Libraries for Loitering

Carla Yanni argues in the current issue of the Chron that “all campuses need public places.” in her words:

In addition to inviting undergraduates to public lectures and including them in research projects, another effective way to connect faculty members and students would be to make the physical environment more conducive to informal gathering. Loitering should be encouraged. Lingering should be a positive value.

She also adds that people use designed space in unanticipated ways – that their uses will change the design on the fly. This reminded me of Scott Bennett’s idea of designing libraries for learning – not limiting education to traditional classroom encounters, but enhancing all the social and playful behaviors that support learning outside the classroom. And making library planning student-learning-centered rather than service-centered.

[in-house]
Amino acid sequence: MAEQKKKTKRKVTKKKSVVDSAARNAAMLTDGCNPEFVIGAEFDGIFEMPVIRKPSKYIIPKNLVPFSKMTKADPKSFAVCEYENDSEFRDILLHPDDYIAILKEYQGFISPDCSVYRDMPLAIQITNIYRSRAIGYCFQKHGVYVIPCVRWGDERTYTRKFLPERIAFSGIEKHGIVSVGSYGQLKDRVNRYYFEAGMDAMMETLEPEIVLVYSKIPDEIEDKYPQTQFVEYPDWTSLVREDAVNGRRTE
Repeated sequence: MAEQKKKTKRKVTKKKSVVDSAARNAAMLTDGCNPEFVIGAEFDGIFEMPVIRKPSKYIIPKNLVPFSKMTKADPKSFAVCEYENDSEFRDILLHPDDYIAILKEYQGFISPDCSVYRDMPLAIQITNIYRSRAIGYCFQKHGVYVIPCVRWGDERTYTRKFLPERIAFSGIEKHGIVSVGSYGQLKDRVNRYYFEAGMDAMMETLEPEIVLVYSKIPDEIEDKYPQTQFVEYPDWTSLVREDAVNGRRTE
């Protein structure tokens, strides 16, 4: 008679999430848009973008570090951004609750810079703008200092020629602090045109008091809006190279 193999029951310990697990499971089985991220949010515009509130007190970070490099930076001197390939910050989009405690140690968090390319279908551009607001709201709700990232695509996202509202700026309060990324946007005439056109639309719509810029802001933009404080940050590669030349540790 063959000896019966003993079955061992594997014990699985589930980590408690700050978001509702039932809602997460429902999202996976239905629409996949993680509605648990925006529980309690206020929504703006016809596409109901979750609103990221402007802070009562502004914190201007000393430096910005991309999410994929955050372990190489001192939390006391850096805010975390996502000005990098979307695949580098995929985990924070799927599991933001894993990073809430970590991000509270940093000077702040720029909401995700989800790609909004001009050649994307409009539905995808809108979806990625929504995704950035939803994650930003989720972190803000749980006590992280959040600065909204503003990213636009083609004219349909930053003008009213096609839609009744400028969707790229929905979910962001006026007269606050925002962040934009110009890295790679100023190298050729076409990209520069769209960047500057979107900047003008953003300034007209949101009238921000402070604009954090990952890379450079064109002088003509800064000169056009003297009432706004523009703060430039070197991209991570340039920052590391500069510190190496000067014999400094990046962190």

So why not make the library the public place? “The libraries are not lively gathering spots because they have no food” according to Yanni.

Well, some do, and many of them are lively. Is there compelling evidence that banning food is so important it outweighs the benefits? It’s nuts for an institution to spend so much on providing a public space – and then erect barriers that prevent it being used to its maximum advantage.

Author: Barbara Fister

I'm an academic librarian at Gustavus Adolphus College in St. Peter, Minnesota. Like all librarians at our small, liberal arts institution I am involved in reference, collection development, and shared management of the library. My area of specialization is instruction, with research interests also in media literacy, popular literacy, publishing, and assessment.

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